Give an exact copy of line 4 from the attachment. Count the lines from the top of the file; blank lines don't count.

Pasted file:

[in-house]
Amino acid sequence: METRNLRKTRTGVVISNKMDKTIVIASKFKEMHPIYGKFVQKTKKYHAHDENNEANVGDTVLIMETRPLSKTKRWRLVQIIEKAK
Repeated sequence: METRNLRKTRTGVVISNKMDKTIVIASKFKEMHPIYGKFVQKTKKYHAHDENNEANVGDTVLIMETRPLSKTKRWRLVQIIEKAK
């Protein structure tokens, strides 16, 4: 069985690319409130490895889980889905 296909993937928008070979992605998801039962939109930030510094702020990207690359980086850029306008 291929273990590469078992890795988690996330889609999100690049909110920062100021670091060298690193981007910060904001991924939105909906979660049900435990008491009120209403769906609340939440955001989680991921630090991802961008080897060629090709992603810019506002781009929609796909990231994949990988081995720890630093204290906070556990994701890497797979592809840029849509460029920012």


């Protein structure tokens, strides 16, 4: 069985690319409130490895889980889905 296909993937928008070979992605998801039962939109930030510094702020990207690359980086850029306008 291929273990590469078992890795988690996330889609999100690049909110920062100021670091060298690193981007910060904001991924939105909906979660049900435990008491009120209403769906609340939440955001989680991921630090991802961008080897060629090709992603810019506002781009929609796909990231994949990988081995720890630093204290906070556990994701890497797979592809840029849509460029920012």